Yet another round of African debt restructurings (2)
Underwhelming debt servicing capacity points to imminent distress
Global public debt levels have risen to as much as the world’s total economic output, albeit developed economies account for much of it at 120% of their GDP compared to 63% for developing countries.
In the case of developing countries, the ratio of external debt servicing to revenue is probably a more reliable metric for determining imminent debt distress (see Figure 1), albeit a juxtaposition with the debt-to-GDP ratio will still be necessary. What is unique about this recent round of emerging markets (EM) and African debt distress is that China has surpassed Western lenders and development financial institutions in lending to developing countries and has done so with opaque documentation and terms.
Almost all African countries that will require IMF support in this latest round of debt crisis will involve creditor committees with China at the head of the table, complicating negotiations, being as about half of Chinese international lending is not recorded in official global debt statistics.
Africa has been here before. Debt relief of about $100 billion for highly indebted poor countries since more than two decades ago provided breathing room for a lot of poor economies
Ghana and Nigeria provide a useful contrast in the West African case. Because even as both Ghana and Nigeria are troubled, the degree and circumstances vary.
For instance, Ghana’s debt-to-GDP ratio is about 80%, which could be as high as 85% in 2022, according to the IMF, whereas Nigeria’s is about 23%, albeit if you add monetary financing, it is much higher.
In any case, the IMF is already calling on the Nigerian government to restructure its debt to avoid potential default. Economic populism in both countries is a common factor for their ongoing fiscal troubles, although forced Covid-19 spending, and the other global headwinds that followed, from the Russia-Ukraine war, the supply shocks in tandem, to the global monetary tightening in response, are making what were increasingly bad situations much worse.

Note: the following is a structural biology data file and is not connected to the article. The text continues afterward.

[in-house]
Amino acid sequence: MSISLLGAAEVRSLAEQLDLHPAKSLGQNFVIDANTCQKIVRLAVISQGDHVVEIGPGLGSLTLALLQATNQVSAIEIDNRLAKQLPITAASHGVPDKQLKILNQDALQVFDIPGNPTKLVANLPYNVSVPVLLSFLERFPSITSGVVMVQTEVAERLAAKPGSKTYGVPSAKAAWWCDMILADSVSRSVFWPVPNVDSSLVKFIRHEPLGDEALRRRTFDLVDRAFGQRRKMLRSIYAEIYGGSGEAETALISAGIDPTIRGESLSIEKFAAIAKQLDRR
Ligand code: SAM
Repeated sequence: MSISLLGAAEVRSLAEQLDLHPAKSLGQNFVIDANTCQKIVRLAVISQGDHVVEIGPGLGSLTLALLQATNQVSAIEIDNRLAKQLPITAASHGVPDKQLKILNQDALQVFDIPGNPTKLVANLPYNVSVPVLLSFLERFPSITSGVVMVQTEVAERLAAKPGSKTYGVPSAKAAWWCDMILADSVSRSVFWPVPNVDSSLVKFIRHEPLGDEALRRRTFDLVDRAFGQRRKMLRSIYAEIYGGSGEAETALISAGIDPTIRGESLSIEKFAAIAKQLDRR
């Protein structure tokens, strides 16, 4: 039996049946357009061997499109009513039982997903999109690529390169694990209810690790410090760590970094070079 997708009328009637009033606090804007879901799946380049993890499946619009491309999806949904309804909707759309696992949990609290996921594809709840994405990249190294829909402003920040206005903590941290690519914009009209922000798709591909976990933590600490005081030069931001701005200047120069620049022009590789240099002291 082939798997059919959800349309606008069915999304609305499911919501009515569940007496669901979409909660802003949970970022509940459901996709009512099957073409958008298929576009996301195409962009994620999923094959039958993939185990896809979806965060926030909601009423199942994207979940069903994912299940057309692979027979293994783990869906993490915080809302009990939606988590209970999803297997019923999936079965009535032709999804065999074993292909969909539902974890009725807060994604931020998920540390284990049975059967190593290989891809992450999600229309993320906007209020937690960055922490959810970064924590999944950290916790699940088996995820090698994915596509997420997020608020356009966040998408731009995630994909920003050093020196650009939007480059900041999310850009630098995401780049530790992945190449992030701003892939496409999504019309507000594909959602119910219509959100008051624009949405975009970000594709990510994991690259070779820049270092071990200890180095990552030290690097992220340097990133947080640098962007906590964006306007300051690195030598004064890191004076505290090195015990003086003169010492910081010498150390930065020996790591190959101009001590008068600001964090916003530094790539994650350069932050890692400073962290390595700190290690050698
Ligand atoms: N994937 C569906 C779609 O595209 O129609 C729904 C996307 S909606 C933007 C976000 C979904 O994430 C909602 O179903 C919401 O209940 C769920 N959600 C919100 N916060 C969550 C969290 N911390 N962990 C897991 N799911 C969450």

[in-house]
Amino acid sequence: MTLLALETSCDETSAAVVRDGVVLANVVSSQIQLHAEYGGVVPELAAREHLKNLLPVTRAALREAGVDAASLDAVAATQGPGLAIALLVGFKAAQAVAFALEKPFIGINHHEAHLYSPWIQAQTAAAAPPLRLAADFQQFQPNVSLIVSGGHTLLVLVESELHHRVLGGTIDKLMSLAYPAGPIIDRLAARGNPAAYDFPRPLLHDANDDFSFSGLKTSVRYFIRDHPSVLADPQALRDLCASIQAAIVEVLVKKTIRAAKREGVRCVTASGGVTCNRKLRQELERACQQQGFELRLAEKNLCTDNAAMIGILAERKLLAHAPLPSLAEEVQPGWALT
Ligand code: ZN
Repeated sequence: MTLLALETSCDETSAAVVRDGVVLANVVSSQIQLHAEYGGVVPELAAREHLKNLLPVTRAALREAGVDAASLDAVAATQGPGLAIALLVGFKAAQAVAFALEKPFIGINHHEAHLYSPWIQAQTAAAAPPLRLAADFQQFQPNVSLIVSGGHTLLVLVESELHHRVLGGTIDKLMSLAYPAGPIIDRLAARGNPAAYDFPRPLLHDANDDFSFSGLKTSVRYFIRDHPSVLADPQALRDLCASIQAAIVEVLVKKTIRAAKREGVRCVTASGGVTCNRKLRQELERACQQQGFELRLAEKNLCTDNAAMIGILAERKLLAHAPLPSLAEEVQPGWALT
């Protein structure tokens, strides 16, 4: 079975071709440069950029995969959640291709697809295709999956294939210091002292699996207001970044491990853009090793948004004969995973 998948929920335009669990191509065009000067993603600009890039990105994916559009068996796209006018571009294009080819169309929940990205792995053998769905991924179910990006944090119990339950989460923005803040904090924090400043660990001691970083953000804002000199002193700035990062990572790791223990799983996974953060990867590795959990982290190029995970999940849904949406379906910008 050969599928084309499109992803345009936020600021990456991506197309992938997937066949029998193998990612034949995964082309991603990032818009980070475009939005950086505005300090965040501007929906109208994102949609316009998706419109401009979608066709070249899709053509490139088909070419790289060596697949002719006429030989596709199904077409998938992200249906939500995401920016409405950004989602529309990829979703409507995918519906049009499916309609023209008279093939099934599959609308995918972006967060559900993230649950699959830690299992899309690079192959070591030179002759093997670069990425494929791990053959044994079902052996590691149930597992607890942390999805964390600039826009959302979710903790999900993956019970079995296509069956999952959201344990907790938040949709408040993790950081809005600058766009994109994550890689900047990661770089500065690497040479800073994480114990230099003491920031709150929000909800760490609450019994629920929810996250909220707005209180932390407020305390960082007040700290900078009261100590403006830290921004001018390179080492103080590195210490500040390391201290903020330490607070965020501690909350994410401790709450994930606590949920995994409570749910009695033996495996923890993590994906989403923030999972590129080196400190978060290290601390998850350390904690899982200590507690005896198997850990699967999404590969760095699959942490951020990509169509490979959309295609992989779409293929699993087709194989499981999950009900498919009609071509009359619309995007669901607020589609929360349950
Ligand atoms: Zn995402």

Ghana has already begun to implement austerity measures ahead of an IMF deal, revising its 2022 budget deficit downwards in late July 2022 and cutting its economic growth projection for the year to 3.7% from 5.8%.
Nigeria may very well have to as well, but upcoming elections in February 2023 point to likely continued deterioration until a new government is installed in May 2023.
In East Africa, Kenya, Tanzania, Ethiopia have either clinched IMF deals or are negotiating one.
In Southern Africa, the story is the same. South Africa turned to the IMF in mid-2020 during the height of the Covid-19 pandemic. Zambia is negotiating with international creditors on a debt restructuring and has already secured IMF credit support. Judging from the trend, almost all key African economies will have credit programmes by the IMF before end-2022.
Debt restructurings must reduce moral hazard
Africa has been here before. Debt relief of about $100 billion for highly indebted poor countries since more than two decades ago provided breathing room for a lot of poor economies, allowing them to deploy revenue to more productive purposes. But the discipline did not last.
Cheap credit from China for ego-boosting elephant projects were taken without care for proper costing, and under terms that are increasingly now leaving countries cornered, with the prospect of default increasingly high.
Zambia, which has already defaulted on its Chinese loans, is an archetypal example. Chinese loans have been very helpful to build new infrastructure, ranging from a new international airport, to additional power generation capacity.
With a power surplus of at least 1,000MW, Zambia has something to show for its debt binge. Still, Zambia can no longer fulfill its debt service obligations under the original terms.
As China is new to this all too frequent complication with African lending, the Zambian case is also an opportunity for China to demonstrate its capacity to manage the unique vagaries that come with lending to African economies that typically like to bite more than they can chew.
An edited version was originally published by the Italian Institute for International
Political Studies in Milan, Italy. See link viz. https://www.ispionline.it/en/pubblicazione/crisi-del-debito-ci-risiamo-36083